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What is it like to start a new job in the lockdown?

Imagine what it would be like if the first day of your new job took place in your living room...? Instead of walking into a new office - a bundle of nerves and excitement – you are perched on your sofa, juggling introductory video calls and emails. This has been my reality for the last 3 months and I wanted share how I have tried to make the best of it.

I joined the Martyn Fiddler Aviation Irish office just 3 days before lockdown began and as a result I had only physically met 3 out of 37 employees. This meant I had to get to know my other 34 new colleagues via the magical powers of the internet.

To my surprise, interacting every day with a team of people I've never met before hasn't felt too strange. The Martyn Fiddler team made me feel so welcome; in replacement of lots of hand shaking, I received dozens of welcoming introductory emails and phone calls from my new colleagues, just to check on me and to let me know that they are there for me, if I need anything at all.

Interacting with my new team mates via video call has given me a unique chance to familiarise myself with their skills and expertise and to experience how the company is adjusting to the Covid-19 lockdown. I wondered whether the training programme for my induction would be pushed to one side while the directors and management team implemented their business continuity plan. Thankfully, that hasn't been the case. I've had a great amount of guidance and support from the directors and my team members, especially from Adrian and Greta who have provided me with valuable guidance in tax implications around aircraft transactions and ensured that my days are always filled with tasks to help me grow within my new tax role.

I can only imagine how hard it must be for my new colleagues, who don't know the full scope of my abilities (other than what they learned on my CV and at interview), to delegate work to me. My answer to this has been to always offer my assistance: not only with my core skill set (Irish tax), but anything where I think I can add value or be of help. It's extremely important in the current circumstances to stay pro-active.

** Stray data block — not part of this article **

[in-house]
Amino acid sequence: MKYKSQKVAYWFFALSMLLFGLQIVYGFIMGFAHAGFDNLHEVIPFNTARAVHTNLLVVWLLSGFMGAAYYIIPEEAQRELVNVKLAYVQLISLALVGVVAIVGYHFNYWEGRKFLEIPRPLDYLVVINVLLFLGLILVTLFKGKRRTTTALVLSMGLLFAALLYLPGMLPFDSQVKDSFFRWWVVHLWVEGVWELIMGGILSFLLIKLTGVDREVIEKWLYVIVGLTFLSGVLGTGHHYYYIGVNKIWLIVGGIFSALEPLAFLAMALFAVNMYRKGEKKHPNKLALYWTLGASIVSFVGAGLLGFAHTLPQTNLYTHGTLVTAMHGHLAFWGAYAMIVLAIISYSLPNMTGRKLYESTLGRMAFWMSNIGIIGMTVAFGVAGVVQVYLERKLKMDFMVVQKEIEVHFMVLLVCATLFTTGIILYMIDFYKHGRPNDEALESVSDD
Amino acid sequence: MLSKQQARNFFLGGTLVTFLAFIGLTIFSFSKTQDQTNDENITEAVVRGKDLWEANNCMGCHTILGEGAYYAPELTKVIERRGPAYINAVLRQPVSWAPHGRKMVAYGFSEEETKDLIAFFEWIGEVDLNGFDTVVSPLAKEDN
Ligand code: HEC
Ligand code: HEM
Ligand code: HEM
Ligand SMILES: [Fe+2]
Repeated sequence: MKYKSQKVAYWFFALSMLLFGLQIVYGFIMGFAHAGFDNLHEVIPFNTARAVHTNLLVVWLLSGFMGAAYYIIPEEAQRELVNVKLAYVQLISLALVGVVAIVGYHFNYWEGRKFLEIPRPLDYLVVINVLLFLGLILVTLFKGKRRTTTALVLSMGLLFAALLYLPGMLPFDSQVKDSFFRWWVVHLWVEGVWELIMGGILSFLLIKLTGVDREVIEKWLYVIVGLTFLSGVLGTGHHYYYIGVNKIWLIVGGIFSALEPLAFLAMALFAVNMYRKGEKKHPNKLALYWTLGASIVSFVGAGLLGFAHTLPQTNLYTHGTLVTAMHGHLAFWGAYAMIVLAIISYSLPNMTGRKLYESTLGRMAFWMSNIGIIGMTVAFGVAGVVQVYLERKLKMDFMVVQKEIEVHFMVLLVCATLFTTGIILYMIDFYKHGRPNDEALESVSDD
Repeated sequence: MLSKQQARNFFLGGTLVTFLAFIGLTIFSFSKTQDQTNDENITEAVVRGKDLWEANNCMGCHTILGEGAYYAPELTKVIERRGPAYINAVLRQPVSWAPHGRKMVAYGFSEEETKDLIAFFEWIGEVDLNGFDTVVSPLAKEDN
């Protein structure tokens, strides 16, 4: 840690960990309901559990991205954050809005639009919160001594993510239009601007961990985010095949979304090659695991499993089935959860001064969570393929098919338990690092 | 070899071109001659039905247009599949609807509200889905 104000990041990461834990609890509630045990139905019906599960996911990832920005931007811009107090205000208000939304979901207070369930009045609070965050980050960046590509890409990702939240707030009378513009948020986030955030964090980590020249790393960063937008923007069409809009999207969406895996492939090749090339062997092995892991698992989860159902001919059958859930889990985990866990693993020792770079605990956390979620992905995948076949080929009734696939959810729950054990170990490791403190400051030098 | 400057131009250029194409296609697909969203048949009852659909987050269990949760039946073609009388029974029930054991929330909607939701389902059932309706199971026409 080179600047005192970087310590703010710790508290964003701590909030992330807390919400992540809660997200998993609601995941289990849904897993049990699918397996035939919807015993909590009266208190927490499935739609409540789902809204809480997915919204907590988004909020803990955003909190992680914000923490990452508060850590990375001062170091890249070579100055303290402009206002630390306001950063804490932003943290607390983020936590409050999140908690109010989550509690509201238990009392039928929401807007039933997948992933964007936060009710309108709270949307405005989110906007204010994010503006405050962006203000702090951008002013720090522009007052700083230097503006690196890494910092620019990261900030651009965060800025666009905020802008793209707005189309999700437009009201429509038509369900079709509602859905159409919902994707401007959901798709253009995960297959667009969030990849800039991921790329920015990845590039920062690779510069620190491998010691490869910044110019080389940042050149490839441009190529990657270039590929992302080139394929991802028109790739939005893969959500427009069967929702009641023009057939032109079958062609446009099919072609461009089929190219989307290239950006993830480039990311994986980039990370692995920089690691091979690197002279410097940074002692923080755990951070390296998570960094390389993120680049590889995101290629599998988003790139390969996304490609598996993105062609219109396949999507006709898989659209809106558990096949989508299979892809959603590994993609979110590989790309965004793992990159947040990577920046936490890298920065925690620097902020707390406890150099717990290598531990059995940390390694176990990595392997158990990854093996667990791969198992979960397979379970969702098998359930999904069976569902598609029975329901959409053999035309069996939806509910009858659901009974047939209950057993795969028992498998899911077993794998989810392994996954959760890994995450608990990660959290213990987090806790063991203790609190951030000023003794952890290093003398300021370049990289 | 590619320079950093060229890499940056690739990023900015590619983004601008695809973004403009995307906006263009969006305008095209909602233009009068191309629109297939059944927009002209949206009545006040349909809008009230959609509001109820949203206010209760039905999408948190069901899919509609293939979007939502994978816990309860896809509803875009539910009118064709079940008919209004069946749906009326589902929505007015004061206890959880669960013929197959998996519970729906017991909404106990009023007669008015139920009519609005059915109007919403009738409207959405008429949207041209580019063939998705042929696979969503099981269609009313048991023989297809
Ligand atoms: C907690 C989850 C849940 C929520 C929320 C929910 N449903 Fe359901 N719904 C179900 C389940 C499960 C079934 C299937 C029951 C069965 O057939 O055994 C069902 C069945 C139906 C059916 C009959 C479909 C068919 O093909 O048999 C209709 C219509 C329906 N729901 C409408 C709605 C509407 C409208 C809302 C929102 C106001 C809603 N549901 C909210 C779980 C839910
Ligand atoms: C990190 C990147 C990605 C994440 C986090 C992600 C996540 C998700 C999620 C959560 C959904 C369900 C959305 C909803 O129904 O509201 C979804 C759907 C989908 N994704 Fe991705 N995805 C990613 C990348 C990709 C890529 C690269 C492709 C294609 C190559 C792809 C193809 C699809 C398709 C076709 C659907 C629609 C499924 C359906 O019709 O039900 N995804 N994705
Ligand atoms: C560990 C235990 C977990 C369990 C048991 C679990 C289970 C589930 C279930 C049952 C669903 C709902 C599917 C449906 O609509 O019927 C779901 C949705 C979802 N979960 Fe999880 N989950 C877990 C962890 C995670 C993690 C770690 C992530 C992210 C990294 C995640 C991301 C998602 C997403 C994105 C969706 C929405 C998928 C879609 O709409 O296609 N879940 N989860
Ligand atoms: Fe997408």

As a newcomer to Martyn Fiddler Aviation, my team are aware that I'm in a unique position to see things with fresh eyes. I've been asked to offer suggestions for improvement, to be a second set of eyes on work already completed and to create first draft documents to get used to new a new business advice format.

I've found that working at Martyn Fiddler Aviation is not all about formalities. To maintain staff morale and keep everyone laughing, weekly competitions were launched on the team WhatsApp group; this has given me a chance to get to know my new colleagues more personally. It has also helped me to integrate at my new workplace and it's felt that in this time of isolation there have been clear efforts made to make me feel part of the team, which I really appreciate.

Overall, we are all learning and adjusting together during lockdown and despite a rather 'unusual' start, I am really enjoying being part of the Martyn Fiddler Aviation team in these interesting times.

My advice to anyone in a similar position would be to simply embrace it! Try to be as pro-active as possible, let your abilities be known and join in with any virtual social opportunities on offer to get to know your new colleagues.

To say a final word, I must mention that the recent landing of the heaviest aircraft ever built and the largest wingspan of an aircraft currently in service, Antonov An-225 Mriya (which was built in Ukraine, the country that shares the same border with Belarus, where I was born) has made a huge impression on me. I was astonished by its landing in Shannon, and despite my being with Martyn Fiddler Aviation for 3 months, I have already caught the aviation bug. In fact I am already thinking about tax implications!


The information included in this article is considered true and correct at the date of publication; changes to rules and regulation made after the time of publication may impact on the accuracy of the information referenced or inferred to in this article. The information in the article may change without notice and Martyn Fiddler Aviation is in no way liable for the accuracy of any information printed or stored or in any way interpreted and used by the user. This article or the information contained in it is not provided or intended to be used as advice of any form.
If you have any doubts or would like to discuss any aspect of this article, please do not hesitate to contact one of our experts who will be happy to discuss your individual circumstance.
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